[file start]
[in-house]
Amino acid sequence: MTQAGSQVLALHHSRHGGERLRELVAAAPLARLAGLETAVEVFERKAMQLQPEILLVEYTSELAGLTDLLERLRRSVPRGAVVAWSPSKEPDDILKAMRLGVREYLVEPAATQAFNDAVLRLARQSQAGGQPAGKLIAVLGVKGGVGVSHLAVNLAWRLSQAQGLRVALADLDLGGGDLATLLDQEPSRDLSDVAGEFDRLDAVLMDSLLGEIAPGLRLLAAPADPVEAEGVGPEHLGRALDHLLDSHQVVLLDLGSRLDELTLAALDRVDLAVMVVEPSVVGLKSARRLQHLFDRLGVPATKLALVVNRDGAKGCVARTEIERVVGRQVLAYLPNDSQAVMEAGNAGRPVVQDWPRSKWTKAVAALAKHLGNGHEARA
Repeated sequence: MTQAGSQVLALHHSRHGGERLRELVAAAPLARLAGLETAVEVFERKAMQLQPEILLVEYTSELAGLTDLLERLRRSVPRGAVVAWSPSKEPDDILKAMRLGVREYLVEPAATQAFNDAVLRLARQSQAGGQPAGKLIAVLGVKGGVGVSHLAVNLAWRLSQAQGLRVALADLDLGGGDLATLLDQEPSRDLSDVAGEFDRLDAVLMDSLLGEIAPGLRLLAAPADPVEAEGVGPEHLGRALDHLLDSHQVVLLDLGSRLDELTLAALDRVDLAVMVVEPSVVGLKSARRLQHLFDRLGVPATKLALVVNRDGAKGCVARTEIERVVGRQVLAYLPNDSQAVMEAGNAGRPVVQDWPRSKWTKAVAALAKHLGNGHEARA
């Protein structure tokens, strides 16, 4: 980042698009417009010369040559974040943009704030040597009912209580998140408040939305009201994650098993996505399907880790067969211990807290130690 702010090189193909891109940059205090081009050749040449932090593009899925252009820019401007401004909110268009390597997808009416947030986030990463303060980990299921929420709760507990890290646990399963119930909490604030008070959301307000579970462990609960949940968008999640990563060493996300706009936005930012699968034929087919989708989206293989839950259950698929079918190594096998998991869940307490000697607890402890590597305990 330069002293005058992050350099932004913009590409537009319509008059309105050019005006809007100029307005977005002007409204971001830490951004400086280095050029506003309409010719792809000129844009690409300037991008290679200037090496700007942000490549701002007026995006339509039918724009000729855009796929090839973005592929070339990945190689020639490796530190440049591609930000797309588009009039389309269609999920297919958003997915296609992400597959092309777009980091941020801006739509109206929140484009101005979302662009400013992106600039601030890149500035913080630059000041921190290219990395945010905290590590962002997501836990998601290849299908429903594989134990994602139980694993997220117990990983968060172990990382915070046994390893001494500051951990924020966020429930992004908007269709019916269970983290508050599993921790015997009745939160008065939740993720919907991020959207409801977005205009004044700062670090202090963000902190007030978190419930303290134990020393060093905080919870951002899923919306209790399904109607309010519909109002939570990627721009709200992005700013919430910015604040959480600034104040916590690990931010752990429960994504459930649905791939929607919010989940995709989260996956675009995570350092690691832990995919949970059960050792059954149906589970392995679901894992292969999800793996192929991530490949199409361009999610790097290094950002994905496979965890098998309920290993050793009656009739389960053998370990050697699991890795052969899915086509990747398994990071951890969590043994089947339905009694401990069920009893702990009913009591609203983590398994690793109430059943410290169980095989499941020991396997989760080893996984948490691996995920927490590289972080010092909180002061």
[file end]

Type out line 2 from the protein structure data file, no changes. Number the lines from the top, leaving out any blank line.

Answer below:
Amino acid sequence: MTQAGSQVLALHHSRHGGERLRELVAAAPLARLAGLETAVEVFERKAMQLQPEILLVEYTSELAGLTDLLERLRRSVPRGAVVAWSPSKEPDDILKAMRLGVREYLVEPAATQAFNDAVLRLARQSQAGGQPAGKLIAVLGVKGGVGVSHLAVNLAWRLSQAQGLRVALADLDLGGGDLATLLDQEPSRDLSDVAGEFDRLDAVLMDSLLGEIAPGLRLLAAPADPVEAEGVGPEHLGRALDHLLDSHQVVLLDLGSRLDELTLAALDRVDLAVMVVEPSVVGLKSARRLQHLFDRLGVPATKLALVVNRDGAKGCVARTEIERVVGRQVLAYLPNDSQAVMEAGNAGRPVVQDWPRSKWTKAVAALAKHLGNGHEARA